5 groups and four areas to look at when building ed tech tools

5 groups and four areas to look at when building ed tech tools

5 groups and four areas to look at when building ed tech tools

Global educational technology spending is forecast to reach $38.6 billion in the five years ending 2018, a 23 percent increase from 2014, according to a recent survey conducted by NACE. What kind of classroom technology will kids be using in the next five years? Here are five suggestions from a panel of experts at the recent Education Technology Conference.

Here are the five breakout sessions at the convention that I found to be of most interest:

Global education trends and technology: Where will we be in the next five years?

As the digital school revolution evolves, education technology vendors are creating hybrids between classroom (managed, online) and extracurricular (coding, robotics).

TechXonnect Global will explore how global, blended learning approaches can push the boundaries of education technology innovation, influencing not only the science and math classroom but also students’ lives and ability to inspire future leaders.

Decisions must be made by technological markets, public leaders, and educational institutions that innovate, build products on evolving sets of technology skills, and establish acceptance. This panel aims to put the 3 things involved in making an education tech decision into focus.

John Wittmann, founder of Institute for Educational and Vocational Computing, will discuss how ed tech has been embraced by governments, educators, and students.

TechXonnect Global examines how ed tech has been embraced by governments, educators, and students. A.J. Blake, a cyber-security product manager for HP, will discuss how ed tech entrepreneurs and venture capitalists can better their companies by building technologies that address business opportunities.

Digital Postsecondary: All the possible facets of technology’s role in higher education

Digital Postsecondary Examined the role that ed tech is taking in postsecondary education. These trends include the mobility and customization of learning models, the importance of individual feedback for teachers, and the efforts to incorporate innovations from the tech sector into education. Panelists will touch on these topics:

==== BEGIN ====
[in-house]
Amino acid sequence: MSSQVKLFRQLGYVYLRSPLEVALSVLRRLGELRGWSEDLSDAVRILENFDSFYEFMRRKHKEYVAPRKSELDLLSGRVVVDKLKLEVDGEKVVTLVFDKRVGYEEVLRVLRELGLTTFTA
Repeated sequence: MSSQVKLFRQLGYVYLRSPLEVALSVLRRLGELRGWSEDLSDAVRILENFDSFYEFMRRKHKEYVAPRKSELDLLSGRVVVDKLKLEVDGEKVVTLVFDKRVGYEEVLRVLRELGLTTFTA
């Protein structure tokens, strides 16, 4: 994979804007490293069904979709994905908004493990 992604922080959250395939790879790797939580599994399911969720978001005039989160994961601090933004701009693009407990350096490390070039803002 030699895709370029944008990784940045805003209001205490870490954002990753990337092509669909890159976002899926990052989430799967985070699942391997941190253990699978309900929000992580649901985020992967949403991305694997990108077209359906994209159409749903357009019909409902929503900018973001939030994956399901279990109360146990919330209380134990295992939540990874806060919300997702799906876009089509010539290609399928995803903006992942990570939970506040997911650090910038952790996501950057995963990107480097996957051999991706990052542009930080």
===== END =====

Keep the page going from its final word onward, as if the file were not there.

Tom Dolan, faculty member at University of Southern California, will discuss how education technology has also been driven by the economy and the technology industry.

Bruce Armstrong, product manager for HP, will discuss how companies and government agencies are ensuring that technological innovations in education don’t compromise our quality of education.

Cara Heacock, assistant professor at Farmingdale State College, will speak about how the impact of technology in education is increasingly viewed as an educator’s responsibility. She will discuss how as technology becomes more seamless, educators can make learning more meaningful, accessible, and about the students.

Virtual and on-demand classrooms: Can ed tech engage the whole school and change a curriculum?

Virtual or on-demand classrooms will be a topic of discussion. The panel will focus on on how technology is increasing student satisfaction and making learning more efficient.

Audrey Fogleman, managing director of Edric Technology Solutions, will examine how ed tech providers have already introduced new education platforms. With the online video requirement and platforms that are communicating with each other, schools are better equipped to interact with their students and even other classes.

Madeline Guthrie, director of technology at Bethesda Middle School, and staff will examine how technology is impacting the teaching and learning process at a district level.

Rachel Bruns, research analyst and consultant for Edmotive, will examine where ed tech will take us as technology intersects with K-12.

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